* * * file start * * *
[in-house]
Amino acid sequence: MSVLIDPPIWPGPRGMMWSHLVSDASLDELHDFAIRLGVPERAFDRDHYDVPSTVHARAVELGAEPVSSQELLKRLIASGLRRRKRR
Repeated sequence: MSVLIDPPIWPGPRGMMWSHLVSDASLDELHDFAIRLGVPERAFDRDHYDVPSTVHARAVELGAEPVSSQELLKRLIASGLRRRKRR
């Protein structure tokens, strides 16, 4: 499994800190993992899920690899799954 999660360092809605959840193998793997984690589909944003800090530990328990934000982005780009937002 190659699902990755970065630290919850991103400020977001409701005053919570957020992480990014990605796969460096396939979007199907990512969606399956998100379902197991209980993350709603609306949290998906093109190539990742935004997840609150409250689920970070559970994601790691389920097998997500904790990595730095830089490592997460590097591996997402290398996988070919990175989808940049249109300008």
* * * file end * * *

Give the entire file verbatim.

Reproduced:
[in-house]
Amino acid sequence: MSVLIDPPIWPGPRGMMWSHLVSDASLDELHDFAIRLGVPERAFDRDHYDVPSTVHARAVELGAEPVSSQELLKRLIASGLRRRKRR
Repeated sequence: MSVLIDPPIWPGPRGMMWSHLVSDASLDELHDFAIRLGVPERAFDRDHYDVPSTVHARAVELGAEPVSSQELLKRLIASGLRRRKRR
């Protein structure tokens, strides 16, 4: 499994800190993992899920690899799954 999660360092809605959840193998793997984690589909944003800090530990328990934000982005780009937002 190659699902990755970065630290919850991103400020977001409701005053919570957020992480990014990605796969460096396939979007199907990512969606399956998100379902197991209980993350709603609306949290998906093109190539990742935004997840609150409250689920970070559970994601790691389920097998997500904790990595730095830089490592997460590097591996997402290398996988070919990175989808940049249109300008």